, Volume 120, Issue 1, pp 51–59

Wolbachia Infections in Drosophila Melanogaster and D. Simulans: Polymorphism and Levels of Cytoplasmic Incompatibility


  • Hervé Merçot
    • Laboratoire Dynamique du Génome et Evolution, Institut Jacques MonodCNRS – Universités Paris 6 & 7
  • Sylvain Charlat
    • Laboratoire Dynamique du Génome et Evolution, Institut Jacques MonodCNRS – Universités Paris 6 & 7

DOI: 10.1023/B:GENE.0000017629.31383.8f

Cite this article as:
Merçot, H. & Charlat, S. Genetica (2004) 120: 51. doi:10.1023/B:GENE.0000017629.31383.8f


Wolbachia are endosymbiotic bacteria, widespread in terrestrial Arthropods. They are mainly transmitted vertically, from mothers to offspring and induce various alterations of their hosts’ sexuality and reproduction, the most commonly reported phenomenon being Cytoplasmic Incompatibility (CI), observed in Drosophila melanogaster and D. simulans. Basically, CI results in a more or less intense embryonic mortality, occurring in crosses between males infected by Wolbachia and uninfected females. In D. simulans, Wolbachia and CI were observed in 1986. Since then, this host species has become a model system for investigating the polymorphism of Wolbachia infections and CI. In this review we describe the different Wolbachia infections currently known to occur in D. melanogaster and D. simulans. The two species are highly contrasting with regard to symbiotic diversity: while five Wolbachia variants have been described in D. simulans natural populations, D. melanogaster seems to harbor one Wolbachia variant only. Another marked difference between these two Drosophila species is their permissiveness with regard to CI, which seems to be fully expressed in D. simulans but partially or totally repressed in D. melanogaster, demonstrating the involvement of host factors in the control of CI levels. The potential of the two host species regarding the understanding of CI and its evolution is also discussed.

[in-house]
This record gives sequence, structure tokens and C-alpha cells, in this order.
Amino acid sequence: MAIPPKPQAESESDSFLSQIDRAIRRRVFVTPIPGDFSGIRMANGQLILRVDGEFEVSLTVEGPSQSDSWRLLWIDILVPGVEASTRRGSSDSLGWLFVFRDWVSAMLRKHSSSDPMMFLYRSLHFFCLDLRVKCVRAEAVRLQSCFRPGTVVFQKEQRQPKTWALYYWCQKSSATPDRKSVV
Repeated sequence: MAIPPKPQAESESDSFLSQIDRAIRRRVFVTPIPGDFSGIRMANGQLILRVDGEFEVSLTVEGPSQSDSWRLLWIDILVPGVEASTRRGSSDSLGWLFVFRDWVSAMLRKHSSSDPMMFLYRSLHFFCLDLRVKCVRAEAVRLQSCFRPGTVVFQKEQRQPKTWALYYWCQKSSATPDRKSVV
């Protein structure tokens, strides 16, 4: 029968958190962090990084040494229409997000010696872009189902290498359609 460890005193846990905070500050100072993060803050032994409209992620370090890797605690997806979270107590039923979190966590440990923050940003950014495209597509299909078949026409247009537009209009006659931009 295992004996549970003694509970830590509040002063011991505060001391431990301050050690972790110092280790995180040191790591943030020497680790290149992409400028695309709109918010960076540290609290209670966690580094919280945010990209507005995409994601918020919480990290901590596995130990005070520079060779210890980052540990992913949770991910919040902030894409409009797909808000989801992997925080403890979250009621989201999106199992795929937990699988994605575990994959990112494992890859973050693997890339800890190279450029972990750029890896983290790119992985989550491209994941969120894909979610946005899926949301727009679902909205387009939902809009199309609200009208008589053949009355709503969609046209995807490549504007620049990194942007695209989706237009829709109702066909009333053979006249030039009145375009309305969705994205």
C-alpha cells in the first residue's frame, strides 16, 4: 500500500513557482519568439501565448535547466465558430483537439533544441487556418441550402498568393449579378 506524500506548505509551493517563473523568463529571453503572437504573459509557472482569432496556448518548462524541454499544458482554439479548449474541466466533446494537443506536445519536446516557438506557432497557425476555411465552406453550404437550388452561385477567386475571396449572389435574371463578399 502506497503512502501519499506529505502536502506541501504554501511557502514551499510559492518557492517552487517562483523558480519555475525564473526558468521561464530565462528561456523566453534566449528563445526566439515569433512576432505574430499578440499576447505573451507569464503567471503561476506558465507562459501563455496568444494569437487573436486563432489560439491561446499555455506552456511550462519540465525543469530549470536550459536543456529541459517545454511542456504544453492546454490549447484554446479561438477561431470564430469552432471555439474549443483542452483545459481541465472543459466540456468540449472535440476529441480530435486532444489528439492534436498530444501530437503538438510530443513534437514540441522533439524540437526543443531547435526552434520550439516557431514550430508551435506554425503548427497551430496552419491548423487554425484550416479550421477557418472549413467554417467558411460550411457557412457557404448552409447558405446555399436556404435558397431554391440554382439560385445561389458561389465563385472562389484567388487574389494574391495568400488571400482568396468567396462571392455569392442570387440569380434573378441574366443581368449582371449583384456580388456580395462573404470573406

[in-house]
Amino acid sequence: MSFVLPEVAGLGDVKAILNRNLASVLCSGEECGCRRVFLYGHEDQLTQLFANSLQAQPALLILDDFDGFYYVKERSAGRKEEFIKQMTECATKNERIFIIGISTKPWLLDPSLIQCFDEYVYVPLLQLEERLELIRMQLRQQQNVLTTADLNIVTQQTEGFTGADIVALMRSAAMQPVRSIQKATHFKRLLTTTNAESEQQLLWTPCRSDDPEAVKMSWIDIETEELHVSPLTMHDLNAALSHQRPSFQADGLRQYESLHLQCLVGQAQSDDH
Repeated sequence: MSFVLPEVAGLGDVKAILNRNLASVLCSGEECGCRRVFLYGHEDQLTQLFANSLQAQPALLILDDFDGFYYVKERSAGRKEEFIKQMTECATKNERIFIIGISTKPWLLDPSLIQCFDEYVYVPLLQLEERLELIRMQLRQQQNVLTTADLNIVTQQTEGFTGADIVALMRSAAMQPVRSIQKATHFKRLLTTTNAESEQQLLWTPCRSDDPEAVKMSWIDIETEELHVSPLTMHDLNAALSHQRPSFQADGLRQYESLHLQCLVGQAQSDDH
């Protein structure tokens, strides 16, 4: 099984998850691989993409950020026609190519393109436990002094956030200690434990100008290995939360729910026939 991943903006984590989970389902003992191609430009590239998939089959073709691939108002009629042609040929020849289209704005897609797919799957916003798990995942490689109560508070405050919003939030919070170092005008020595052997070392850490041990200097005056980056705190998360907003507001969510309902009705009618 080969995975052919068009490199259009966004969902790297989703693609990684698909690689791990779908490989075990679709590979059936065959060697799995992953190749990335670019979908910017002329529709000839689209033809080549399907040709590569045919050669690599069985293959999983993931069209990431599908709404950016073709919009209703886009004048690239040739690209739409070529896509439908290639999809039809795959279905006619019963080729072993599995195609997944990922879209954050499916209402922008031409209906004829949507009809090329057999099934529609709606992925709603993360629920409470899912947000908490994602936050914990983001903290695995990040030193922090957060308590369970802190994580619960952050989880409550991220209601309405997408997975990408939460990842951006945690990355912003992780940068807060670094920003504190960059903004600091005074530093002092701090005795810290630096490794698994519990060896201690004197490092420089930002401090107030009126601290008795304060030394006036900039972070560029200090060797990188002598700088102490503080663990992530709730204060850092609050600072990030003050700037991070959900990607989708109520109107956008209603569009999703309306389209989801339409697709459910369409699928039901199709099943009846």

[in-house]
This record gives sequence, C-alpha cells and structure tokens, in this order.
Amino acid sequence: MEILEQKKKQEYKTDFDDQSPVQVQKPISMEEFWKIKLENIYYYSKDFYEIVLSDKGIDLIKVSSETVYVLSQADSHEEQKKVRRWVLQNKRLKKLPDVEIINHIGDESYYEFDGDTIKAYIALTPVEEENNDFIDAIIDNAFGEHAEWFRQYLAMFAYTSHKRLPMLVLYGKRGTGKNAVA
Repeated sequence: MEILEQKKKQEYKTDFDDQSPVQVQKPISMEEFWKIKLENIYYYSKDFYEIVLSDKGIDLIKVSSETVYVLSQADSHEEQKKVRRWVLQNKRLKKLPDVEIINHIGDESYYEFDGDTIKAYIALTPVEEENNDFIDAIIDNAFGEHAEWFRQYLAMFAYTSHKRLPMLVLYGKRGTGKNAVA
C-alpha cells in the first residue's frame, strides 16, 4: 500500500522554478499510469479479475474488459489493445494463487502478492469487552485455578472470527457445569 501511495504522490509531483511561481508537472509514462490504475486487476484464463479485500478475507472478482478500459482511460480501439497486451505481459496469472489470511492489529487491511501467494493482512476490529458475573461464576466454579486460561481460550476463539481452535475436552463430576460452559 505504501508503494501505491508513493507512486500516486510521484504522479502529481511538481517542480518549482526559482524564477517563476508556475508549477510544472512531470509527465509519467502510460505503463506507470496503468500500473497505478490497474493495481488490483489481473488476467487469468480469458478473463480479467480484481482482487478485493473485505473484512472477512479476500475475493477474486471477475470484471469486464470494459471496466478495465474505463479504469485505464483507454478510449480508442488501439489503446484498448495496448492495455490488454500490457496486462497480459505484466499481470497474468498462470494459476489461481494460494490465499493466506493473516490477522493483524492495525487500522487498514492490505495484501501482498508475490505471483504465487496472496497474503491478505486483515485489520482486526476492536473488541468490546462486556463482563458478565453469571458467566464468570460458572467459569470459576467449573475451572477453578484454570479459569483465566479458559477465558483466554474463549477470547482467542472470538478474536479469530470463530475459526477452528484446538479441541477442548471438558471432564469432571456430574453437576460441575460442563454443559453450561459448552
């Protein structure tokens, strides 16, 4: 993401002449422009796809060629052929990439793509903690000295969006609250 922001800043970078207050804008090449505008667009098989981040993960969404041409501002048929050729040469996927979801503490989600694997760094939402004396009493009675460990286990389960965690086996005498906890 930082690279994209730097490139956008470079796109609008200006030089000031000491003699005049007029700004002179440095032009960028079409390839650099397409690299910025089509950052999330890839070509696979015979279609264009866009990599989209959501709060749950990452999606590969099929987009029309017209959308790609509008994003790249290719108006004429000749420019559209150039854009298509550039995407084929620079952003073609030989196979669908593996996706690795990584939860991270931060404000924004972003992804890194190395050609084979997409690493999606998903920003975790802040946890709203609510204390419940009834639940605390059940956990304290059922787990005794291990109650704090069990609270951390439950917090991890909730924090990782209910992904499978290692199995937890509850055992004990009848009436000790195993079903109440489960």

cytoplasmic incompatibilityDrosophila melanogaster subgroupendosymbiosisWolbachia
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© Kluwer Academic Publishers 2004